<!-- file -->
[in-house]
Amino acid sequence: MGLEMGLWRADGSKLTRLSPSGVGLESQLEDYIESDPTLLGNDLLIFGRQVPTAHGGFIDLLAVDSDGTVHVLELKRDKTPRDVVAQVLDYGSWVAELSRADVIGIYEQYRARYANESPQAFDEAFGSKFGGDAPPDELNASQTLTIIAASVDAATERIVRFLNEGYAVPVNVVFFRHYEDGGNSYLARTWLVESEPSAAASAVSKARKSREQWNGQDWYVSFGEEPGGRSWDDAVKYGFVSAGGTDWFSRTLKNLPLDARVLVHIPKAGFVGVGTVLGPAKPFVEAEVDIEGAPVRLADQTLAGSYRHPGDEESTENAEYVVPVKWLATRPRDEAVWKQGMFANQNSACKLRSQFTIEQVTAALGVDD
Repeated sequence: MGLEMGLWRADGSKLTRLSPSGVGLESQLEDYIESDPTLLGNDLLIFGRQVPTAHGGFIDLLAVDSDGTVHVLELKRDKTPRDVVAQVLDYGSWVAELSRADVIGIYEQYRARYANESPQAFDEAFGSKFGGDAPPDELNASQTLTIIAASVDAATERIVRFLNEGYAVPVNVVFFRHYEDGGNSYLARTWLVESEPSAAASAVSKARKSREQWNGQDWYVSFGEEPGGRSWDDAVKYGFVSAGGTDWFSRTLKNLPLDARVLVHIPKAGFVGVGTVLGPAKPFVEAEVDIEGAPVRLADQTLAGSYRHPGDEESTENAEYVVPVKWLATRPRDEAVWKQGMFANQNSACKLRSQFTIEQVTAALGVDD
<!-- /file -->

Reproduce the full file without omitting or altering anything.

[in-house]
Amino acid sequence: MGLEMGLWRADGSKLTRLSPSGVGLESQLEDYIESDPTLLGNDLLIFGRQVPTAHGGFIDLLAVDSDGTVHVLELKRDKTPRDVVAQVLDYGSWVAELSRADVIGIYEQYRARYANESPQAFDEAFGSKFGGDAPPDELNASQTLTIIAASVDAATERIVRFLNEGYAVPVNVVFFRHYEDGGNSYLARTWLVESEPSAAASAVSKARKSREQWNGQDWYVSFGEEPGGRSWDDAVKYGFVSAGGTDWFSRTLKNLPLDARVLVHIPKAGFVGVGTVLGPAKPFVEAEVDIEGAPVRLADQTLAGSYRHPGDEESTENAEYVVPVKWLATRPRDEAVWKQGMFANQNSACKLRSQFTIEQVTAALGVDD
Repeated sequence: MGLEMGLWRADGSKLTRLSPSGVGLESQLEDYIESDPTLLGNDLLIFGRQVPTAHGGFIDLLAVDSDGTVHVLELKRDKTPRDVVAQVLDYGSWVAELSRADVIGIYEQYRARYANESPQAFDEAFGSKFGGDAPPDELNASQTLTIIAASVDAATERIVRFLNEGYAVPVNVVFFRHYEDGGNSYLARTWLVESEPSAAASAVSKARKSREQWNGQDWYVSFGEEPGGRSWDDAVKYGFVSAGGTDWFSRTLKNLPLDARVLVHIPKAGFVGVGTVLGPAKPFVEAEVDIEGAPVRLADQTLAGSYRHPGDEESTENAEYVVPVKWLATRPRDEAVWKQGMFANQNSACKLRSQFTIEQVTAALGVDD